• Search

Absurdly Understaffed US Park Police Got Overrun Before Trump Even Gave Speech

Washington, DC – U.S. Park Police officers stationed on the National Mall on Jan. 6 were overrun by violent rioters, even before President Donald Trump gave his speech on the Ellipse, and had to hide inside the Washington Monument.

U.S. Park Police have a unique jurisdiction that puts its officers on the front lines for almost all of the more than 600 protests annually at the White House and the U.S. Capitol.

The federal police department is responsible for protecting the nation’s major landmarks in the DC metropolitan area as well as the Statue of Liberty and Central Park in New York City and the Golden Gate Bridge in San Francisco.

The department falls under the authority of the Department of the Interior and has for years been the subject of criticism for being grossly understaffed, according to the U.S. Park Police Fraternal Order of Police.

Now-retired U.S. Park Police Chief Teresa Chambers, the first woman to head up the prestigious agency, was fired in December of 2003 when she spoke out about the shortage of Park Police officers after Congress instituted new security requirements that called for double the number of officers at DC monuments in the wake of 9/11.

“In 2003, when I was sent home after amplifying the alarm that we were severely understaffed, the USPP had 621 officers nationwide,” Chambers told The Police Tribune. “If the BuzzFeed article is accurate, they reported that there are now 508 officers! How is it possible for the organization to fulfill its core missions?”

Chambers appealed her termination and was reinstated as U.S. Park Police chief in January of 2011, and remained the agency’s top cop for three years before she retired.

U.S. Park Police brought in additional officers from their contingent in New York for the events on Jan. 6 and a number of them were staged around the Washington Monument, which is located across Constitution Avenue from the Ellipse behind the White House where President Trump addressed his supporters that morning.

Sources within the Park Police ranks told BuzzFeed News that 200 officers and officials had been assigned to handle the “Stop the Steal” protest that day, despite the fact intelligence had indicated attendance would be far higher than the 5,000 people estimated for the initial permit.

That permit was amended to estimate 30,000 attendees one day before the Capitol riot.

Park Police officials staged members of their SWAT Team near the Ellipse and also near the Capitol building, based on intelligence reports that said protesters were planning to march on Congress, BuzzFeed News reported.

But officers said some of the protesters near the Washington Monument got rowdy before President Trump even took the stage, and rushed the Park Police after they made an arrest.

A group of about 150 people breached the barriers that had been set up around the base of the Washington Monument at about 10 a.m. on Jan. 6, BuzzFeed News reported.

Park Police officers retreated into the Visitor Center inside the Washington Monument with the man they had arrested.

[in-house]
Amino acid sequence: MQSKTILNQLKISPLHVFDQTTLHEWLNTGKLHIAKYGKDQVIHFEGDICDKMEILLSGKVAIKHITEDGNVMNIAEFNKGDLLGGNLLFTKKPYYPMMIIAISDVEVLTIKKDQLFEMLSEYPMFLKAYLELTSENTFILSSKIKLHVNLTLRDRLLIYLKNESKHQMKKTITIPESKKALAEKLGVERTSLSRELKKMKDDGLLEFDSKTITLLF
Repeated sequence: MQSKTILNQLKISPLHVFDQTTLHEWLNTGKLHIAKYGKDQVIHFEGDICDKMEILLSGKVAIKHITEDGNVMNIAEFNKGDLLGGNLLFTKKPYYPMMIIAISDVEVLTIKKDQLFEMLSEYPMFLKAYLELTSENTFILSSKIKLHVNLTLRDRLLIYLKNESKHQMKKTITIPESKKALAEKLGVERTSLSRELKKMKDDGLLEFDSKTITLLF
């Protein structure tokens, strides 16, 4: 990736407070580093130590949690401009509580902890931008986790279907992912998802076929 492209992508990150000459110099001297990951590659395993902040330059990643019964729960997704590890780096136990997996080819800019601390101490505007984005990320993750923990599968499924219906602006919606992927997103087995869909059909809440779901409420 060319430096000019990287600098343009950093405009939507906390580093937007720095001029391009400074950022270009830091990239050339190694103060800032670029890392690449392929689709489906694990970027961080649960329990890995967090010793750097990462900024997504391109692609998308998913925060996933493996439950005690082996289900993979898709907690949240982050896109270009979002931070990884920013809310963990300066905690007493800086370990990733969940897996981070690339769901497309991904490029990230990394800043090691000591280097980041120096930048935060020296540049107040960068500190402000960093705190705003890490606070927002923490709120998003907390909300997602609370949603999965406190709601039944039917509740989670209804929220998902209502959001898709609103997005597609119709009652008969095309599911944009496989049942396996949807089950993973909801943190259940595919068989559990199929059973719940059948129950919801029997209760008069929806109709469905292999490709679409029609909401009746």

One of the officers filmed cell phone video of rioters banging on the windows and screaming threats at them inside the monument.

A cadre of U.S. Park Police mounted units arrived eventually and the officers on horseback were able to help the trapped officers get out the back door of the Washington Monument, according to BuzzFeed News.

Not long after that, U.S. Park Police received an urgent request for help from U.S. Capitol Police.

A small group of Park Police rushed to help fight back the rioters at the U.S. Capitol, but not many could abandon their stations because there were still major security concerns in the areas where the officers were initially deployed.

“We physically didn’t have the ability to put more officers on that detail,” a veteran officer who had been trapped inside the Washington Monument told BuzzFeed News. “That was all we had at that point.”

U.S. Park Police Spokesman Sergeant Roselyn Norment denied staffing issues played a role in what happened on Jan. 6 in DC.

“In advance of the despicable acts that took place on January 6, the U.S. Park Police did bring in additional personnel,” Sgt. Norment said. “We were fully and appropriately staffed to carry out our responsibilities.”

She said Park Police had “fulfilled all resource requests made by U.S. Capitol Police,” according to BuzzFeed News.

There has been a long-running attempt by the Department of the Interior to hide or deny any shortage of law enforcement personnel under their authority.

The police union said there was definitely an understaffing problem on Jan. 6, BuzzFeed News reported.

“People were screaming for help on the radio. It was pure chaos,” veteran USPP Officer Michael Shalton, who is vice president of the FOP, said.

Officer Shalton had been stationed in Virginia during the riot and listened to what occurred over the police radio, according to BuzzFeed News.

“It sounded like officers were constantly asking for help in certain areas and things were totally out of control,” he explained.

Written by
Sandy Malone

Managing Editor - Twitter/@SandyMalone_ - Prior to joining The Police Tribune, Sandy wrote the Politics.Net column for the Wall Street Journal and was managing editor of Campaigns & Elections magazine. More recently, she was an internationally-syndicated columnist for Conde Nast (BRIDES), The Huffington Post, and Monsters and Critics. Sandy is married to a retired police captain and former SWAT commander.

View all articles
Written by Sandy Malone


Sign up to our daily newsletter so you don't miss out on the latest events surrounding law enforcement!

Follow Me

Follow us on social media and be sure to mark us as "See First."